Four of six people running for the Kodiak Island Borough Assembly are quite familiar with the role — two are incumbents and two are former assembly members. All four, Judy Fulp, Dave Kaplan, Mel Stephens and Tuck Bonney, point to their experience on the assembly as an asset that they will bring to the new assembly if elected.
The other two people running for borough assembly are Gail Brandt and Dennis Symmons, newcomers to borough politics. They were profiled on Wednesday.
Incumbent Judy Fulp grew up in Kodiak. She says she’s learned a lot about working with other assembly members to accomplish goals-and cites the huge amount of money Kodiak got in state capital improvement grants as one example.
Fulp says she has the same two running points as last time she ran for office:
— (Boro 1 :20 "I would say…and beautification.")
Former biologist and now videographer Dave Kaplan is the other incumbent. He, too, cites as an accomplishment the numerous capital projects the borough got funded by the state this year.
Kaplan says it’s important for the community to continue to move forward and to remain viable:
— (Boro 2 :51 "I am very…what we have to be.")
Former Assemblyman Mel Stephans is a long-time Kodiak attorney who frequently testifies at assembly meetings and work sessions on issues that concern him. He said his friends asked him to run for office again-and he wanted to give voters more options in terms of candidates:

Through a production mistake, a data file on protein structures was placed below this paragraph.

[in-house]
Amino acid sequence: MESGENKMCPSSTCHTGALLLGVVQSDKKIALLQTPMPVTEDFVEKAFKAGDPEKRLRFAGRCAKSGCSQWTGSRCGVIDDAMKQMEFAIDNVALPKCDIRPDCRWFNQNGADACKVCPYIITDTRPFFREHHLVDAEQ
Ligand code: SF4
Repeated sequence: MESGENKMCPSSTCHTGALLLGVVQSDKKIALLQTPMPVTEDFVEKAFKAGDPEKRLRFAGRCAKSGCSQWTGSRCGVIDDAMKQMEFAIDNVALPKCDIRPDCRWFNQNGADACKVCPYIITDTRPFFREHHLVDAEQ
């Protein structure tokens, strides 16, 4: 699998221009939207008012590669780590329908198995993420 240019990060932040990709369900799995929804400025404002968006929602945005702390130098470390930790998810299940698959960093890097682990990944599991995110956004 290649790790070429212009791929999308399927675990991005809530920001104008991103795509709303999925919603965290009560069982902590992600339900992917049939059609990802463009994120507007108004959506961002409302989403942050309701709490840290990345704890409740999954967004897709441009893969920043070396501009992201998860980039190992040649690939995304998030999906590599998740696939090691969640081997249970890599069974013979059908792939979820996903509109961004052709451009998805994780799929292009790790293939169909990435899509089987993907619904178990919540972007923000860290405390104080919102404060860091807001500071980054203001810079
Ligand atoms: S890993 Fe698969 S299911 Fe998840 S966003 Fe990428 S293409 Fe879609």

— (Boro 3 :57 "I’ve lived in Kodiak…wider selection of candidates.")
The other former assembly member is Tuck Bonney, who works in management at a local processor. Like Fulp, Bonney grew up in Kodiak. He has nine years experience on the assembly and three years on the planning and zoning commission.
KMXT caught up with Bonney at a time when-for technical reasons-he couldn’t be recorded. But he said his background in fisheries will be a big help to the borough assembly and that his record on the assembly speaks for itself.
The biggest reason Bonney says he’s running for assembly is that he thinks Kodiak has some really tough years ahead because of overspending. And he says the community needs to start paying off its debts and to back off on capital projects until the borough can get its financial house in order.